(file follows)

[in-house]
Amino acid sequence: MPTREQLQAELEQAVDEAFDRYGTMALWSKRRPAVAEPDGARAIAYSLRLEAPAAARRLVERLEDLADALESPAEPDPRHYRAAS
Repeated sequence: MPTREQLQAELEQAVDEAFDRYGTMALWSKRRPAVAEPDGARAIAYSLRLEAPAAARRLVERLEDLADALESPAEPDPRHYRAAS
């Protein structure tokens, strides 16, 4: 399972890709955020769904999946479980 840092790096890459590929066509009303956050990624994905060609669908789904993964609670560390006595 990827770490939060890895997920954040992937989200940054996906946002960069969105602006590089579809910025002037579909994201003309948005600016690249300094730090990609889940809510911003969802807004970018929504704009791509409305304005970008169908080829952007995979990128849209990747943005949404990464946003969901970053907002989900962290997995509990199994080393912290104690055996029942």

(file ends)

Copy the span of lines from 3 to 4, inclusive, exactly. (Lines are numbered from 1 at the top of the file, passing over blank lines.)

Repeated sequence: MPTREQLQAELEQAVDEAFDRYGTMALWSKRRPAVAEPDGARAIAYSLRLEAPAAARRLVERLEDLADALESPAEPDPRHYRAAS
């Protein structure tokens, strides 16, 4: 399972890709955020769904999946479980 840092790096890459590929066509009303956050990624994905060609669908789904993964609670560390006595 990827770490939060890895997920954040992937989200940054996906946002960069969105602006590089579809910025002037579909994201003309948005600016690249300094730090990609889940809510911003969802807004970018929504704009791509409305304005970008169908080829952007995979990128849209990747943005949404990464946003969901970053907002989900962290997995509990199994080393912290104690055996029942």